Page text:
What exactly is the point of monitoring your infrastructure and your applications? Hopefully your answer to that question is not to just ensure that your network latency is low, that your servers are up, and that you are not about to run out of memory on a server, or hard disk space on an array. Hopefully your answer is that the end goal of monitoring your environment and your applications is to ensure that the applications that comprise your critical business services (to your internal and external constituents) are performing within the expectations of those constituents.
Articles Tagged with VMTurbo
Data Protection is not just about backup these days, but instead concentrates on two all important concepts for a business: disaster recovery and business continuity. While backup is a part of Disaster Recovery, restoration is all important. If it is not possible to restore your data in a timely fashion the backup has failed. So technologies that allow us to access our data immediately provides a level of business continuity. But how is this achieved?
In, “Is it Time to Reorganize Data Center Operations“, we proposed the IT Operations be reorganized into “Virtual Operations”, where all of the teams that were responsible for resources supporting Virtual Operations (System Engineering, Servers, LAN’s, WAN’s, SAN and Storage) all reported to one person who was responsible for ensuring the delivery of viable virtual environment. In the same post, we proposed that how applications are supported in production, get reorganized into “Application Operations” where there would be one team responsible for the operation of all applications (purchased and custom developed).
When VMware announced its new management strategy (monitor – fix automatically – notify the humans), at VMworld Las Vegas, that strategy was incomplete. It was incomplete because the thing that needs monitoring to ensure service quality is the applications that deliver those services. At VMworld Europe, VMware completed the strategy by announcing vFabric Application Performance Manager (APM), and clearly tying issues with applications to automated remediation in the infrastructure.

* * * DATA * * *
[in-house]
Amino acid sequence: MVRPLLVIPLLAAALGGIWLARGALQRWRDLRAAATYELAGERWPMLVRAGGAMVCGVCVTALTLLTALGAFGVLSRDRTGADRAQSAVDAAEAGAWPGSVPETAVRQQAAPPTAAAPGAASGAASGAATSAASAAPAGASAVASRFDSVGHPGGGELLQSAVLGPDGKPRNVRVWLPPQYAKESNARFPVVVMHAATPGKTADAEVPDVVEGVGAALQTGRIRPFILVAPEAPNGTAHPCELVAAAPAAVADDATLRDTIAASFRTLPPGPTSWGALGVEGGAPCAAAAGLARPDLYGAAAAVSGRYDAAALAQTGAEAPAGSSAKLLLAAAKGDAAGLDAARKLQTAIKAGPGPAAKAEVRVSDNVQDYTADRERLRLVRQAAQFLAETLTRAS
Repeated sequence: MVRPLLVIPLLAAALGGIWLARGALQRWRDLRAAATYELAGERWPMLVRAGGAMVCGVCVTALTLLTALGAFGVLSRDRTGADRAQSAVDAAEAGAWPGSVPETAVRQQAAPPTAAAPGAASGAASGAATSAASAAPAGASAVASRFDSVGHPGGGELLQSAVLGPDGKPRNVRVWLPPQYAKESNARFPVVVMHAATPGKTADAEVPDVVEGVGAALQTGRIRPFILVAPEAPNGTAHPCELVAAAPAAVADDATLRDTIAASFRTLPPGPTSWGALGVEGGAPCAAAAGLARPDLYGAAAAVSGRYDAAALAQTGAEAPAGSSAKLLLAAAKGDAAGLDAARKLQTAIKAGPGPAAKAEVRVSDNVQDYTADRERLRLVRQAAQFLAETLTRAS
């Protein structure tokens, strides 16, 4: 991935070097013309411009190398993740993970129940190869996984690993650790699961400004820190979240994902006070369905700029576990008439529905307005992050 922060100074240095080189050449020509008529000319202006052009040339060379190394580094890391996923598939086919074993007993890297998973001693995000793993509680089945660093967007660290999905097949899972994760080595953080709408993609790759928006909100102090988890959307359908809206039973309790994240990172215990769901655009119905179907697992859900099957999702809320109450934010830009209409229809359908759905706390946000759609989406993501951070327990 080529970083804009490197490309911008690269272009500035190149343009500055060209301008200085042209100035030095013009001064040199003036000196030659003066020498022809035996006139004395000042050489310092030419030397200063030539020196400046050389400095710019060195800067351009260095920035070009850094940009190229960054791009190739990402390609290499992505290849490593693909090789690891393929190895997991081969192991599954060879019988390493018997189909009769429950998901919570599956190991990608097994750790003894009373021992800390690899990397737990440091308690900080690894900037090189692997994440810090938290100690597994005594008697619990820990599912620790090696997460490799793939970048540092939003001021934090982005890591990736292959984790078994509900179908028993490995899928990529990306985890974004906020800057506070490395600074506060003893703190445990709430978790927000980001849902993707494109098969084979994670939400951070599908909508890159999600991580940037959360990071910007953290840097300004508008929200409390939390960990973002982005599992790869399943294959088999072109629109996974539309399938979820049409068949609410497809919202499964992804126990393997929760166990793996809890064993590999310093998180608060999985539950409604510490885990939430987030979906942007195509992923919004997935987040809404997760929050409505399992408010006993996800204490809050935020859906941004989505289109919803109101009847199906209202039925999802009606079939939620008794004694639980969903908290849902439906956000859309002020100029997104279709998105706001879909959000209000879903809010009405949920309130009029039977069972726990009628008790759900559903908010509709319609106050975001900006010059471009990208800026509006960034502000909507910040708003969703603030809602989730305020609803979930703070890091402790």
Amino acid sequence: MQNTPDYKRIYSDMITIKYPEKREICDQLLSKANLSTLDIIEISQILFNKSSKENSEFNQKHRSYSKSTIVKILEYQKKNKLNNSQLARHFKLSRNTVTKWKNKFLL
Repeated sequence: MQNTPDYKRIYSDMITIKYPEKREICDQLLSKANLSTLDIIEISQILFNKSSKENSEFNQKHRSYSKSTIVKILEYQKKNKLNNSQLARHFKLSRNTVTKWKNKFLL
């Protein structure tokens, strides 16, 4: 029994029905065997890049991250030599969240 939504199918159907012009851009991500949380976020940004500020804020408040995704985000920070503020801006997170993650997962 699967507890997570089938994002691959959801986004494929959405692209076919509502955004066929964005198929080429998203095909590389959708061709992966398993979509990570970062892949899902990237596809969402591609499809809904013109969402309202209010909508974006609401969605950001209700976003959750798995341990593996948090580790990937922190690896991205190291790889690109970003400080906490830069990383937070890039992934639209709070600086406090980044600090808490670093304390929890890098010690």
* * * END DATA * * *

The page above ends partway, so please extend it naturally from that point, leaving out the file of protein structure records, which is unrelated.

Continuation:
VMware has made it known for quite some time that virtualization, private clouds (IT as a Service), hybrid clouds, and public clouds will create the need for a new management stack, and that VMware intends to be an aggressive supplier of such a new management stack. However, what VMware has never before said is precisely what would be different about this new management stack (other than it explicitly supporting vSphere) than all of the other management stacks that have existed for all of the other computing platforms in the world.
If there was one thing I saw and heard about at VMworld, was the number of third party collaborations that were taking place. While not explicitly stated by VMware at VMworld, the show floor had many different collaborations that were taking place. This level of collaboration shows a level of maturity within the virtualization and cloud vendor ecosystems. A maturity, that shows that the vendors understand the benefits of leveraging other companies to lower their overall costs while producing better and more attractive products. Some of the collaborations I saw where purely the resale of products, while others were integrations between products. Here are some that stuck in my mind: